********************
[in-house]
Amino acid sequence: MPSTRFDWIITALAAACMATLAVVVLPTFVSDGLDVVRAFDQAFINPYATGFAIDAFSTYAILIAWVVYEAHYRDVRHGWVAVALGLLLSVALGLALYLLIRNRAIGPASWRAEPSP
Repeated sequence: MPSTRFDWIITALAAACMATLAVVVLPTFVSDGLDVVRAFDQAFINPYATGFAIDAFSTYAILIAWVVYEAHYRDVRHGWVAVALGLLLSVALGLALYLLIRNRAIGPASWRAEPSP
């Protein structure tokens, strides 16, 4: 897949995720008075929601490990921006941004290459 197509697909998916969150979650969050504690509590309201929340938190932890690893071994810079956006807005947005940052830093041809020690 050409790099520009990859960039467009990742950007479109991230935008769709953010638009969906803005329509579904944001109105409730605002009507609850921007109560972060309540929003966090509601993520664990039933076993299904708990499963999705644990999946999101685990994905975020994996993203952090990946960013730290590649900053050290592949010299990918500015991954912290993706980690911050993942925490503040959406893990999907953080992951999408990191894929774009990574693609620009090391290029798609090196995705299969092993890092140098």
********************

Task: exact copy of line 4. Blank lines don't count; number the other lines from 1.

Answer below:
């Protein structure tokens, strides 16, 4: 897949995720008075929601490990921006941004290459 197509697909998916969150979650969050504690509590309201929340938190932890690893071994810079956006807005947005940052830093041809020690 050409790099520009990859960039467009990742950007479109991230935008769709953010638009969906803005329509579904944001109105409730605002009507609850921007109560972060309540929003966090509601993520664990039933076993299904708990499963999705644990999946999101685990994905975020994996993203952090990946960013730290590649900053050290592949010299990918500015991954912290993706980690911050993942925490503040959406893990999907953080992951999408990191894929774009990574693609620009090391290029798609090196995705299969092993890092140098």